So you would recommend nationalizing health care then?
  10. 19 Aug '12 16:54
    Originally posted by KazetNagorra
    So you would recommend nationalizing health care then?
    I would have to see the facts,, how is it paid for, nothing is free..Do I want my children burdened by me..no.
  11. 19 Aug '12 16:58
    Originally posted by no1marauder
    I'm aware of that. But in the end seniors will get screwed once Ryan's abolition plan goes into effect.
    If you are talking about future seniors ,Gen Xers and beyond, they are really gonna get screwed under the currnt system because there won't be any medicare by then. We will be totally bankrupt.
  12. 19 Aug '12 17:05
    Originally posted by no1marauder
    Good article in the New Yorker pointing out why radical reform of Medicare is unnecessary and may be counterproductive:

    1. Traditional Medicare works better, and more cheaply, than most private-insurance plans. With tens of millions of enrollees, Medicare can exploit its bargaining power to pay health-care providers less than private insurers do: that ...[text shortened]... www.newyorker.com/online/blogs/johncassidy/2012/08/privatizing-medicare-a-supporter-recants.html
    "1. Traditional Medicare works better, and more cheaply, than most private-insurance plans."

    This is a baseless assertion believed by uninformed people. Medicare in its very first year of operation had cost exceeding estimates by 10x. Any private insurance company with that poor actuarial estimates would have gone bust immediately. And in fact Medicare's own actuaries predict its failure.

    "Medicare can exploit its bargaining power to pay health-care providers less than private insurers do: that is the great advantage of a single-payer system."

    Again a myth not supported by any actual evidence. What we know, is that Medicare has a record of being abused by fraudulent providers, and bureaucratic ineptness increases its costs.

    Do I really need to go further and rip the whole piece to sheds?

    What's really wrong with American health care, and escalating costs? HMOs were the creation of Ted Kennedy, as the best thing since sliced bread to revamp the "failing health care" system. Instead they made the situation worse.

    The real culprit, is attempting to insure what are not insurable interests, or events. Ask an underwriter what insurable means. Predictable expenses are never insurable. Insurability is based on a relatively rare but costly event, where the costs can be shared by the majority who will not experience the event.

    The predictable result of insuring the uninsurable is adverse selection, where people who know an expense is coming rush to buy a policy to cover it. The understanding of most people is that insurance companies or the government has a sugar daddy with an unlimited money source to cover any and all risks. Commonly people think that if they pay X in premiums, they ought to get X in benefits. That isn't how it works. The reality is that 100 or 1000 people pay in, to cover the big loss of one, and to cover the administration of the company and its employees, and make a profit for the stockholders or policy holders in the case of a mutual company.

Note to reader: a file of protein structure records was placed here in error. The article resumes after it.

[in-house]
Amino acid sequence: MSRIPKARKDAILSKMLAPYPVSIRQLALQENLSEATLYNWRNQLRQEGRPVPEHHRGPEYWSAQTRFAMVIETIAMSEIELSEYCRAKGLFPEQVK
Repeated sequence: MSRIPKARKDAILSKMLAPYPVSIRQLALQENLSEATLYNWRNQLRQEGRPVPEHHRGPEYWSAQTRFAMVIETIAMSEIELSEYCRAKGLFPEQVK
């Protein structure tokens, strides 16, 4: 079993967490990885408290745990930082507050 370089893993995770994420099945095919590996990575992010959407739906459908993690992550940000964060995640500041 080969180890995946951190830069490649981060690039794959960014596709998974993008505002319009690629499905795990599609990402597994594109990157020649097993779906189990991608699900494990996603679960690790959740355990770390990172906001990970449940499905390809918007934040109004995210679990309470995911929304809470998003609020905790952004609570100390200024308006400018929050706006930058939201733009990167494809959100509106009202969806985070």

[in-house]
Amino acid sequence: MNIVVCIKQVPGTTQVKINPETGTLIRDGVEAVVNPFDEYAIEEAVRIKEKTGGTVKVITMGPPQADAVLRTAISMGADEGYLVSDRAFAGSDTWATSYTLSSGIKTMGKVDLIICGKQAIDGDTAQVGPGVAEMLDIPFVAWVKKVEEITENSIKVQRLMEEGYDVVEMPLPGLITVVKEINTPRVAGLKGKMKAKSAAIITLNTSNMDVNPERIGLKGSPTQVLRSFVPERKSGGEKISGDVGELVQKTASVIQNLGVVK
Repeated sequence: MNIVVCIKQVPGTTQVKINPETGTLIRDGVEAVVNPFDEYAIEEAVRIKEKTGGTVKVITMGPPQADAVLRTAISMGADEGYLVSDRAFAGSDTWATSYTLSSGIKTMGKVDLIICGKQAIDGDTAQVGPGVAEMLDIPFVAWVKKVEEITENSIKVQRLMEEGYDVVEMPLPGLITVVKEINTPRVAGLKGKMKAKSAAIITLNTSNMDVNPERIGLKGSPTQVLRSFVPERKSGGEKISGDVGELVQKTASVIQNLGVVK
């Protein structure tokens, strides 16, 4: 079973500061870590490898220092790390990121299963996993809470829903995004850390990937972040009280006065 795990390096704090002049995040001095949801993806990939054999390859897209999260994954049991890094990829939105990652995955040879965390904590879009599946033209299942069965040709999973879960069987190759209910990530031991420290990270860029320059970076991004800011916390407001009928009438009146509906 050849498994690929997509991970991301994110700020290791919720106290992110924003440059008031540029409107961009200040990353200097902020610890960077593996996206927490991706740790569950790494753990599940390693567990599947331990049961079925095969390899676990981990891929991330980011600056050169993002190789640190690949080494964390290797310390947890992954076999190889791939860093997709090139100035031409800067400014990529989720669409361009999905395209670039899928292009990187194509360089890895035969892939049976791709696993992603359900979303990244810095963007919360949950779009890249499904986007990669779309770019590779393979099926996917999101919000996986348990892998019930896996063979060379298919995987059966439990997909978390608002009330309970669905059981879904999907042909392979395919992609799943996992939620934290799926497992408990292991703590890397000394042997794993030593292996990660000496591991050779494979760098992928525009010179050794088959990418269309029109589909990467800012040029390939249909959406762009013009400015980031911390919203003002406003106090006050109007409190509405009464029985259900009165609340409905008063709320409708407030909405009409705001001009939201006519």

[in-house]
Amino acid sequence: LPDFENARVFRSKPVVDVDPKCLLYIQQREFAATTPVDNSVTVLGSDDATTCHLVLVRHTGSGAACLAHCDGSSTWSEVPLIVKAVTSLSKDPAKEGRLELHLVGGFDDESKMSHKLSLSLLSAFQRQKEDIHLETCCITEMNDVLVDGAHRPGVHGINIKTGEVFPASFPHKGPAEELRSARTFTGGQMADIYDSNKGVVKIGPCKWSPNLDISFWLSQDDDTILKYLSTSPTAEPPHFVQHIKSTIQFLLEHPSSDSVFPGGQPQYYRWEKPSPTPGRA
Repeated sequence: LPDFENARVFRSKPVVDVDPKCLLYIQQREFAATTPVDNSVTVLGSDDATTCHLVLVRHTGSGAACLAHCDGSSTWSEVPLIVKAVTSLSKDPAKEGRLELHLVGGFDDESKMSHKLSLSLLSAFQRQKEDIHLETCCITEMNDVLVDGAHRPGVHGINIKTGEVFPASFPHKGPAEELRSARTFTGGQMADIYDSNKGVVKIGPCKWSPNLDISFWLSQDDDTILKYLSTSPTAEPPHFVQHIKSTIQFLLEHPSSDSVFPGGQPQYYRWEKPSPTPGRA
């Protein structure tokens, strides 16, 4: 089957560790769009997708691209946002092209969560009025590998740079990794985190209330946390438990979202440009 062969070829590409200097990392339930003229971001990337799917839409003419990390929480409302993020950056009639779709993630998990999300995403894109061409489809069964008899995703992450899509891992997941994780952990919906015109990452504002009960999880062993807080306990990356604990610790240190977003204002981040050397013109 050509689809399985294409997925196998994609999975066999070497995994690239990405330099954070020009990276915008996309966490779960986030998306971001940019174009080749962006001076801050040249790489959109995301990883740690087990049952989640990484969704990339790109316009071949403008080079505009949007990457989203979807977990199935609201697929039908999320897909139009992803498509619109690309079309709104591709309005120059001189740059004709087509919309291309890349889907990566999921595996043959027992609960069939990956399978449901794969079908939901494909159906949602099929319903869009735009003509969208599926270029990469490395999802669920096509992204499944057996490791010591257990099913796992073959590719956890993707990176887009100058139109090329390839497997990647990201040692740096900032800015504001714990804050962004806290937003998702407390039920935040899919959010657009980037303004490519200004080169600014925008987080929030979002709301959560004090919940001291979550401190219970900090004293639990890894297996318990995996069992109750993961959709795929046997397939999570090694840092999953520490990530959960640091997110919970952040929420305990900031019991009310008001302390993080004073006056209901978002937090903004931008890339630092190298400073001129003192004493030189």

The health care insurance industry has tried to avoid the basics, mostly because of the force of government. Insurance and market in general don't work well with government dictating the rules.
  13. 19 Aug '12 17:14
    Originally posted by Hugh Glass
    I would have to see the facts,, how is it paid for, nothing is free..Do I want my children burdened by me..no.
    http://en.wikipedia.org/wiki/List_of_countries_by_total_health_expenditure_(PPP)_per_capita
  14. Subscriber no1marauder
    It's Nice to Be Nice
    19 Aug '12 17:24
    Originally posted by normbenign
    "1. Traditional Medicare works better, and more cheaply, than most private-insurance plans."

    This is a baseless assertion believed by uninformed people. Medicare in its very first year of operation had cost exceeding estimates by 10x. Any private insurance company with that poor actuarial estimates would have gone bust immediately. And in fact Medic ...[text shortened]... Insurance and market in general don't work well with government dictating the rules.
    LMAO! You think by making a bunch of baseless assertions you are "ripping anything to shreds"? The article gives SPECIFIC figures which refute your religion based claims (the religion of laissez faire naturally).

    Health care costs are certainly insurable and are insured the world over. According to your "analysis", life insurance shouldn't work either because death is a predictable event.
  15. Subscriber no1marauder
    It's Nice to Be Nice
    19 Aug '12 17:28
    Originally posted by utherpendragon
    If you are talking about future seniors ,Gen Xers and beyond, they are really gonna get screwed under the currnt system because there won't be any medicare by then. We will be totally bankrupt.
    Then we'll either have to control costs or raise additional revenues. Insuring the elderly shouldn't be that hard; every other wealthy country (and many non-wealthy ones) have health insurance for everybody.